Should we be crowdsourcing investigations like the Boston Marathon bombings?

Moments after the Boston Marathon bombings took place authorities solicited images from the public to help track down suspects. Many images of the finish line were also added to Reddit where internet denizens tried their hand at cracking the case. It turns out the crowdsourced manhunt was as effective as the New York Post, which identified the wrong people. The wrong information spread fast and far on Twitter and other social media platforms and in turn led to harassment of innocent people.

The Atlantic's Alexis Madrigal deplored the internet "vigilanteism" taking place on Reddit. Madrigal details the harm endured by the family of one of the wrongly identified.

"The FBI kind of opened the door," said Hanson R. Hosein, director of the University of Washington Master of Communication in Digital Media program. "It was almost like it was put up as challenge to them, and they rose to it. ... They can be either really helpful or mob rule."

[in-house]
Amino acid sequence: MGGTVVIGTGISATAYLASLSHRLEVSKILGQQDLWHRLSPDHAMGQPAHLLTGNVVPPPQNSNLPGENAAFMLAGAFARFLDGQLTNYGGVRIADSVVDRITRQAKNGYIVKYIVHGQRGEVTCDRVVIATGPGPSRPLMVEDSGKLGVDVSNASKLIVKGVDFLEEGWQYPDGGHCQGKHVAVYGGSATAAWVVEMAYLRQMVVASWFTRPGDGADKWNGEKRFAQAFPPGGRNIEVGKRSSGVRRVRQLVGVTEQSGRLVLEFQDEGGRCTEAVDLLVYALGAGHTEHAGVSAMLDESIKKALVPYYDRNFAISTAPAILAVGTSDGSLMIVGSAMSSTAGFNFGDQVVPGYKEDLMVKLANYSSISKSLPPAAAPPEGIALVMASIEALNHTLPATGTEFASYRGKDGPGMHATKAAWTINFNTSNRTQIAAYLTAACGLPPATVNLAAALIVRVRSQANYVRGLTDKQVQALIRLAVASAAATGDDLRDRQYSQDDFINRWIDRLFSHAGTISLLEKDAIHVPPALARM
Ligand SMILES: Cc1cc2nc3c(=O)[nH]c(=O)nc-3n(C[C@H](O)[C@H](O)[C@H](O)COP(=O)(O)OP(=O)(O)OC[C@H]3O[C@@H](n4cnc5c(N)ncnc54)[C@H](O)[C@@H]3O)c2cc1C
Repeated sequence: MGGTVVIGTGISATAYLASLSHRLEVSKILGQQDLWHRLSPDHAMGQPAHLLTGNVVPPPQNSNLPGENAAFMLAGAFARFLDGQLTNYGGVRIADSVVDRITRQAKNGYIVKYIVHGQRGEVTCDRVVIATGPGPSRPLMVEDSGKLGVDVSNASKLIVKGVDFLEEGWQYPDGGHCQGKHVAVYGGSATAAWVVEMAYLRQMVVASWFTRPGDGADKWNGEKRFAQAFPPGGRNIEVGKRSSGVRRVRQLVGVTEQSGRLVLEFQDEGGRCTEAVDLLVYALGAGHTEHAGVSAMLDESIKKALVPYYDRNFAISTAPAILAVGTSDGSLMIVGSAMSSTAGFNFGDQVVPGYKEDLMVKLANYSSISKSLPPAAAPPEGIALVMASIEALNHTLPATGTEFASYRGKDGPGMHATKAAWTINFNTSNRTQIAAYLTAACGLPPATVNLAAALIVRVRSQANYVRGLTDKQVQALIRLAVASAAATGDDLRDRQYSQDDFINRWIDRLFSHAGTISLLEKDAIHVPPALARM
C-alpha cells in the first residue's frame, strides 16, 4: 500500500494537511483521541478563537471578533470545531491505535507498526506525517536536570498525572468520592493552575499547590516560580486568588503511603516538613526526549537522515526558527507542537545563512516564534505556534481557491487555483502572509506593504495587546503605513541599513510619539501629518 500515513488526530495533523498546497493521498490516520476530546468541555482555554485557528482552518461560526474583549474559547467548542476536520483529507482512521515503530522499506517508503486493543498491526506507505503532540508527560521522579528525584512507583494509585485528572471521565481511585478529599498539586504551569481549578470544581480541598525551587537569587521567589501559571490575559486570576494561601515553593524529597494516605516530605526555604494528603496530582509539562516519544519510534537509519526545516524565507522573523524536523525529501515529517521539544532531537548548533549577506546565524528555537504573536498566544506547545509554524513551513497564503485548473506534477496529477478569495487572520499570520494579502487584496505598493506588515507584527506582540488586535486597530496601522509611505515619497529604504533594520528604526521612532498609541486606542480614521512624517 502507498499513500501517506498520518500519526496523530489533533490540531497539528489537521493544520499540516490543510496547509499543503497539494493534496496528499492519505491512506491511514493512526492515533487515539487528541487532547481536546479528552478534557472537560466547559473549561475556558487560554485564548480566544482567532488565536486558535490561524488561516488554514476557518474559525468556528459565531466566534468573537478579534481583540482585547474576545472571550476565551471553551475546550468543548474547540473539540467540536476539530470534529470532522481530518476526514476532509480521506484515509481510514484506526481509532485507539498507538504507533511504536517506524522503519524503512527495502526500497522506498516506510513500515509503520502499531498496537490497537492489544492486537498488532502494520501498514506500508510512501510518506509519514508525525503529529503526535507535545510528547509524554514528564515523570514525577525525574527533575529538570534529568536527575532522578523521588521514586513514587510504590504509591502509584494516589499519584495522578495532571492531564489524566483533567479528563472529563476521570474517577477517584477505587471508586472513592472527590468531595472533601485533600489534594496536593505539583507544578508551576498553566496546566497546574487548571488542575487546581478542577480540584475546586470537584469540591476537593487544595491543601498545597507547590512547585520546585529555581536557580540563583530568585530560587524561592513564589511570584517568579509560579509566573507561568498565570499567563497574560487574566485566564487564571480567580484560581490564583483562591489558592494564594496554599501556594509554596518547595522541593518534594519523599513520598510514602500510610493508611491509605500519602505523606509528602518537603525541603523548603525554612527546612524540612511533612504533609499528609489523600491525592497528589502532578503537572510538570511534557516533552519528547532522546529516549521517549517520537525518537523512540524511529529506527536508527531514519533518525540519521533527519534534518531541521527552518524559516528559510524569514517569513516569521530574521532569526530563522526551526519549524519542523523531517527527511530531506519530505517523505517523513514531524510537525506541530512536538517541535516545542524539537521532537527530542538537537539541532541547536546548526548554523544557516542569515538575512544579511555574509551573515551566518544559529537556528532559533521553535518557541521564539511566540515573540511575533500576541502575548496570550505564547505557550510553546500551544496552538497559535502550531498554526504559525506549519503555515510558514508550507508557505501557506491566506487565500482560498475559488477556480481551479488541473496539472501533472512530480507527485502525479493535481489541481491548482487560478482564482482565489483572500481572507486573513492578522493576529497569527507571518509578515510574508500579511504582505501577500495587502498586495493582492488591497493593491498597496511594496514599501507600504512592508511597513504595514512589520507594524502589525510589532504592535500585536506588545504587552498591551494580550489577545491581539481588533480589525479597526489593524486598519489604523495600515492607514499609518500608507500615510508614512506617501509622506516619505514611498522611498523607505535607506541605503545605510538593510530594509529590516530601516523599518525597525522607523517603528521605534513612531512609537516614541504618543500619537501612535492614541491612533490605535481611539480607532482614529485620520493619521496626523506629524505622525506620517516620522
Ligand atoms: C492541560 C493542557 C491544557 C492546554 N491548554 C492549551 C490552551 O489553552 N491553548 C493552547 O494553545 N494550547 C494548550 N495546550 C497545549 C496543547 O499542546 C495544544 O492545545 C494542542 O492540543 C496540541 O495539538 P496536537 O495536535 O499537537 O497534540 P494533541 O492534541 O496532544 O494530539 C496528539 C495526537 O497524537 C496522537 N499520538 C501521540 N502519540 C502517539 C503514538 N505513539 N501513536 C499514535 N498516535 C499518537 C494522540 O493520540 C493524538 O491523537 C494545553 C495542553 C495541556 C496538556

Will Oremus writes on Slate that Reddit is simply making the journalistic process of vetting facts a public process.

The Reddit hive-mind does have a conscience. There's a lot of id to be found on the site, sure, but there's also a superego. As I noted yesterday, one of the top posts on the findbostonbombers thread was titled, "Does anyone remember Richard Jewell?" The post urged Redditors to exercise caution in identifying potential bombing suspects, lest they end up ruining the lives of innocent people like the security guard falsely accused of the 1996 Olympic bombing.

Today's Question: Should we be crowdsourcing investigations like the Boston Marathon bombings?

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